Generalized Bone Marrow Hypoplasia
Generalized bone marrow hypoplasia may result from radiation, toxic, or infectious insults to the bone marrow. Common toxins include estrogen, chloramphenicol,
phenylbutazone, antifungals, and chemotherapeutic drugs. Infectious diseases resulting in bone marrow hypoplasia include feline leukemia and chronic Ehrlichiosis. Generalized bone marrow hypoplasia may also result from the crowding out of normal bone marrow precursors by neoplastic
cells, a process termed myelopthisis. The most common neoplastic causes are the hematopoietic and lymphoid neoplasms including lymphosarcoma, granulocytic leukemia,
and lymphoid leukemias. Myelofibrosis, the replacement of marrow spaces by connective/scar tissue, usually represents the endpoint of previous severe marrow injury
(as in the case of estrogen toxicity and ionizing radiation) or it may occur spontaneously. Peripheral blood features of myelofibrosis
usually include severe nonregenerative anemia, severe leukopenia, and a variable platelet response. Confirmation of the diagnosis
depends on marrow core biopsy with a demonstration of connective tissue filling the marrow space.
Normal to Hypercellular Bone Marrow
Iron deficiency anemia results from chronic blood loss. In young animals, parasitic infection is the primary ruleout for iron deficiency anemia,
while in older animals, gastrointestinal masses or ulcers are generally implicated. Chronic blood loss leads to depletion
of bone marrow iron stores over time, resulting in inability to form hemoglobin. Nuclear maturation of RBC precursors is normal
however. Precursors continue to divide, getting smaller in size because they never acquire a complete amount of hemoglobin.
This results in a hypercellular bone marrow with a build up of metarubricytes. Diagnosis is based on the presence of microcytic,
hypochromic anemia, thrombocytosis, source of blood loss, and a bone marrow smear containing no stainable iron. Low serum
iron is not diagnostic as it may rapidly decrease with inflammatory disease as a result of tissue sequestration. Treatment
is aimed at removal of the source of blood loss. Ferrous sulfate may be administered at a dose of 100-300 mg per day in dogs
and 50-100 mg per day in cats if needed. Note that this dose refers to ferrous sulfate, not elemental iron. Reticulocytosis
should develop within 3-4 days of supplementation.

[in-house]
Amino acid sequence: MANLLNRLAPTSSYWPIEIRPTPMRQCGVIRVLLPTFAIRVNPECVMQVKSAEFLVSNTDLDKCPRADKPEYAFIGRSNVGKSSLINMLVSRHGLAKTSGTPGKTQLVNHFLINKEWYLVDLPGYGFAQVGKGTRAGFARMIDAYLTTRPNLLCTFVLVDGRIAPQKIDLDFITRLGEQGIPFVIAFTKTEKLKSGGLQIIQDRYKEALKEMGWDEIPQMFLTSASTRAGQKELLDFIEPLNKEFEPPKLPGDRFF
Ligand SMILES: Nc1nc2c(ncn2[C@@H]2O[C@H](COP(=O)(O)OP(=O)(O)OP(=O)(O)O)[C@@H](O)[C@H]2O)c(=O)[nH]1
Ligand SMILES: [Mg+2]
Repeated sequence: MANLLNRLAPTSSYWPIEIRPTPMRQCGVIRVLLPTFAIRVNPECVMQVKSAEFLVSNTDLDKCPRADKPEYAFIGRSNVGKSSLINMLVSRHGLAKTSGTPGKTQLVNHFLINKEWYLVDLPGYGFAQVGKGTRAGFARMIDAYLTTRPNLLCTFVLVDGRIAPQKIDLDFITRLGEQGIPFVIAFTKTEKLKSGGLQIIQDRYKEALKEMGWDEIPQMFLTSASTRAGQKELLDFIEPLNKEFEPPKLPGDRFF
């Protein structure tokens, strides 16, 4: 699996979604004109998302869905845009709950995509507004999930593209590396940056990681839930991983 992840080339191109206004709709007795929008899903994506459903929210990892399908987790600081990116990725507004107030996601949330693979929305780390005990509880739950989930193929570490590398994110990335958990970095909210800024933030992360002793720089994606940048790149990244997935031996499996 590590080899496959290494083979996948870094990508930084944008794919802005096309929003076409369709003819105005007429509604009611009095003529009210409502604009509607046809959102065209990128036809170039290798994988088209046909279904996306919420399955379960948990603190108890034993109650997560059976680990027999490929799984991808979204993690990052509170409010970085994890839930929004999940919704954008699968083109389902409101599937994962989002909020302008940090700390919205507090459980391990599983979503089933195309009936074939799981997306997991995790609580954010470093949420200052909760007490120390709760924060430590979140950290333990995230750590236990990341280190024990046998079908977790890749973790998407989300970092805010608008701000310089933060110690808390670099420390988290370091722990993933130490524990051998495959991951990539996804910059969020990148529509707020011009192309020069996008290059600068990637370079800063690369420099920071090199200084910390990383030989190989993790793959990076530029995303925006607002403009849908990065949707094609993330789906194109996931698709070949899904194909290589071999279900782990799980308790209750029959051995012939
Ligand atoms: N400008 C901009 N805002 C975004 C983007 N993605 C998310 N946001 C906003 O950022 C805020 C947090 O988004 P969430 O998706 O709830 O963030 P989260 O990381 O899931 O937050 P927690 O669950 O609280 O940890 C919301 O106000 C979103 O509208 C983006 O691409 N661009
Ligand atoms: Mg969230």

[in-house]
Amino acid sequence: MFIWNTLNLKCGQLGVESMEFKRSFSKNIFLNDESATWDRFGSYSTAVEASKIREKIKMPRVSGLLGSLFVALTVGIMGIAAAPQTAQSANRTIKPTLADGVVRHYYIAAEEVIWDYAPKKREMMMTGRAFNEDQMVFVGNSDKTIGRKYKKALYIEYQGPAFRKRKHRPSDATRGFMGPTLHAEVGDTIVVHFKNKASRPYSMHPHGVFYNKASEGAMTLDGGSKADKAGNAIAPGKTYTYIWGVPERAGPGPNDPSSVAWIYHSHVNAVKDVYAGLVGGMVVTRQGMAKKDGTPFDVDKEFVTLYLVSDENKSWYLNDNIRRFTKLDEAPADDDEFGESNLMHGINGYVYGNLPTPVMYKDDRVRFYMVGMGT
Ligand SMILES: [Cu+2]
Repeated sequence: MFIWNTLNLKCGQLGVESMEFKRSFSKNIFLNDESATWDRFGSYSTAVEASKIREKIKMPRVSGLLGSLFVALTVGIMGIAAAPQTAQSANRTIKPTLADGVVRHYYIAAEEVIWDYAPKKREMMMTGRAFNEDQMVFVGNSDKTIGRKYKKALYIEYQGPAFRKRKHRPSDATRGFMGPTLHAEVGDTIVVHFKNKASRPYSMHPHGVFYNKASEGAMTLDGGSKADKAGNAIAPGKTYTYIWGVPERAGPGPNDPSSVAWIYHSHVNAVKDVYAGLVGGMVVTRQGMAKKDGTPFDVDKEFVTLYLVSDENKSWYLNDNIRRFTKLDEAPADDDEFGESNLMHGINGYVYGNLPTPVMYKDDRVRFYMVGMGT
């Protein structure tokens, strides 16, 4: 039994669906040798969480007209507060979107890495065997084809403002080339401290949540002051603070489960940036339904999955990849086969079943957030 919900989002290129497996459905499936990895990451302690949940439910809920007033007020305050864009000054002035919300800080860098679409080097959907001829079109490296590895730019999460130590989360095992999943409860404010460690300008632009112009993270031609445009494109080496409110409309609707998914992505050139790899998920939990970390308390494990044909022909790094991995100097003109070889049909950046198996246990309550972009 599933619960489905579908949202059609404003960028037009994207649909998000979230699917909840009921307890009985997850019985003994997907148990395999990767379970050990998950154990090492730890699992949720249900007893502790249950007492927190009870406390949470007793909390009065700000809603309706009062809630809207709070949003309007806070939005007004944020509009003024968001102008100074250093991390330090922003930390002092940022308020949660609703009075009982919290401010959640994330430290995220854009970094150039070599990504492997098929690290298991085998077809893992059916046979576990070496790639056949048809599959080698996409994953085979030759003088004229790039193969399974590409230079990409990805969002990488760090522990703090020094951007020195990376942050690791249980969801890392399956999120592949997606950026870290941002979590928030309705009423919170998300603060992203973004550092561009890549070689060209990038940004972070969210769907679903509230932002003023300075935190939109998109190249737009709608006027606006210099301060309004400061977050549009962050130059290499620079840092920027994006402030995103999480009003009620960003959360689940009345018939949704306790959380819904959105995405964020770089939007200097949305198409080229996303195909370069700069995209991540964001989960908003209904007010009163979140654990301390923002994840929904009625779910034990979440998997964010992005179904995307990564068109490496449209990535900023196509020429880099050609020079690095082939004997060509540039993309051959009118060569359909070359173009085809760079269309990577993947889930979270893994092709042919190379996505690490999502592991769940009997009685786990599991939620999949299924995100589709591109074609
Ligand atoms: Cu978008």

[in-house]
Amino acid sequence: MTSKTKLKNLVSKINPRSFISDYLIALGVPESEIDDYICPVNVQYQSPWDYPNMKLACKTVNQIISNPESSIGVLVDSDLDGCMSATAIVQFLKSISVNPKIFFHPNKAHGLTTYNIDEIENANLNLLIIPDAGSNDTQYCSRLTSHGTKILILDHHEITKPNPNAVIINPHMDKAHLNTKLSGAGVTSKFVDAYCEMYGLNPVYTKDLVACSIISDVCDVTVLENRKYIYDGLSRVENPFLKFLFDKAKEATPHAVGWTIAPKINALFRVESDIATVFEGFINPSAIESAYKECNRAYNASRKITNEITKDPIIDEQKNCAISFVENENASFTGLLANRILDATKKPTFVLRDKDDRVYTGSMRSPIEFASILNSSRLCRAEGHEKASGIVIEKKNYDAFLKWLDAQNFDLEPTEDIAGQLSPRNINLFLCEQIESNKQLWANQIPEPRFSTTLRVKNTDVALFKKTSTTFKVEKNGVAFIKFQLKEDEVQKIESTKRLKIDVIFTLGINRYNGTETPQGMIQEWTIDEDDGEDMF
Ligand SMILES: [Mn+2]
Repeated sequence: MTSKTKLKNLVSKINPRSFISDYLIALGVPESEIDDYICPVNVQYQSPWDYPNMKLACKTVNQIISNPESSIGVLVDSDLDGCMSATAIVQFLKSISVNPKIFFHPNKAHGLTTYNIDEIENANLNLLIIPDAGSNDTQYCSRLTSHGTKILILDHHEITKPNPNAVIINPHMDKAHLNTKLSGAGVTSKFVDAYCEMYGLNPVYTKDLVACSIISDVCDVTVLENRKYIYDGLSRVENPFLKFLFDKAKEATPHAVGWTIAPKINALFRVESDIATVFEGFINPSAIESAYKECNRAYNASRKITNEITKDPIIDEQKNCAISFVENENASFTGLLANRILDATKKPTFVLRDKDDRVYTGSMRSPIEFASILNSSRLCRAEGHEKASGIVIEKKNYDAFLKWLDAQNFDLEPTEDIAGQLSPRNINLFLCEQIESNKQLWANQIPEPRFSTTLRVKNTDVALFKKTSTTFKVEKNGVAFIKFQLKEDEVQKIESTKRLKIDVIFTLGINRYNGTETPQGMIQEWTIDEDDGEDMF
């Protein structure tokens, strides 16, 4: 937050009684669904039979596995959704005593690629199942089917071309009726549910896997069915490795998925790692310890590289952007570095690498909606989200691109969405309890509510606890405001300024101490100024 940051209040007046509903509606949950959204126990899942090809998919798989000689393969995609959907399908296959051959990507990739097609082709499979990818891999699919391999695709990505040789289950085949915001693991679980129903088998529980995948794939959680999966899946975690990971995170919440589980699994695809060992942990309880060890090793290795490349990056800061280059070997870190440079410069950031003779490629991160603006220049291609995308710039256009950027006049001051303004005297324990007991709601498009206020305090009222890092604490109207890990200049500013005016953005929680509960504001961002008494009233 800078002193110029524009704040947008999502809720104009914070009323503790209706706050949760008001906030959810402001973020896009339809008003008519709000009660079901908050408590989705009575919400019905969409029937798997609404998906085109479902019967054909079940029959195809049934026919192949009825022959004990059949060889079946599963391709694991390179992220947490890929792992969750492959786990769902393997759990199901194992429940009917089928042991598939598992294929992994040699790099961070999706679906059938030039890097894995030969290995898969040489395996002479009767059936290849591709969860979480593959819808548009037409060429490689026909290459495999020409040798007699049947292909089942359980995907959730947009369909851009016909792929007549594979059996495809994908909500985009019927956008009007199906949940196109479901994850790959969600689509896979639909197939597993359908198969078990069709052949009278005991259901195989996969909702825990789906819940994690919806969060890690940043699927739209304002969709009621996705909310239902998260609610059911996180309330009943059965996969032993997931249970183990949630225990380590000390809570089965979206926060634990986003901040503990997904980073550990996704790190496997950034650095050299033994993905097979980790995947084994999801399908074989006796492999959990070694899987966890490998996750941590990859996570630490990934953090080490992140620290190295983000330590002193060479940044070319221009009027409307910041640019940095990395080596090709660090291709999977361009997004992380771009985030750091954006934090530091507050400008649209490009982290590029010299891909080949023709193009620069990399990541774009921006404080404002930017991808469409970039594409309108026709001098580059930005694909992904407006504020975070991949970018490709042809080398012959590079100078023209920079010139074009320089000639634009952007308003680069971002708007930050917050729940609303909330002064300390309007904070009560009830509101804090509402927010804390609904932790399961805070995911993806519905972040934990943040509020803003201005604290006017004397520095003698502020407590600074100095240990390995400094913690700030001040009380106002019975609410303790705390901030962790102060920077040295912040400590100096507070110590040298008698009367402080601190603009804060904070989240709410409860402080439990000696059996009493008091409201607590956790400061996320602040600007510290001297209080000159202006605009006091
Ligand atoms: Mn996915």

Myelodysplasia refers to a poorly understood group of diseases characterized by non-regenerative anemia or pancytopenia and prominent dysplastic
changes in the bone marrow. Abnormal erythrocytes are generally unable to completely differentiate and early cell death results.
Myelodysplasia may result from idiopathic (primary), neoplastic, toxic, immune-mediated, or infectious (FeLV) causes. The
myelodysplasias tend to carry a very guarded prognosis, with treatment aimed at immunosuppression, chemotherapy, and/or erythropoietin
depending on the suspected cause.
General Comments on the Treatment of Non-Regenerative Anemias
Treatment of decreased production anemia is best aimed at identifying and eliminating any underlying disease processes or
myelosuppressive drugs. Once this is done, clinical experience suggests that the most important thing we can do for patient
is to buy time for the bone marrow to repopulate with normal precursor cells. Blood transfusions should be provided as needed
until the patient is able to mount a regenerative response of their own. Most patients with non-regenerative anemia require
transfusions every 4-6 weeks until their disease is well controlled. Broad-spectrum antibiotics are indicated in the event
of severe neutropenia to prevent secondary infections. Immunosuppressive agents may be indicated if an immune-mediated disease
(eg. red cell aplasia) is identified or strongly suspected. Myeloproliferative diseases and myelodysplasia tend to carry a
poor prognosis, but other forms of decreased production anemia may respond well if the underlying disease or insult is eliminated
and adequate time is provided for recovery.
A variety of diseases, both immunologic and non-immunologic in nature, may result in anemia and/or hemolysis in veterinary
patients. Successful management relies upon accurate diagnosis and treatment of the underlying disease process. Simple test
to help classify a patient's anemia as blood loss, hemolysis, or decreased production may facilitate correct diagnosis. Initiation
of immunosuppressive therapy prior to performing a methodical search for infectious, neoplastic, or other causes of anemia
may result in therapeutic "missteps" and treatment failure.
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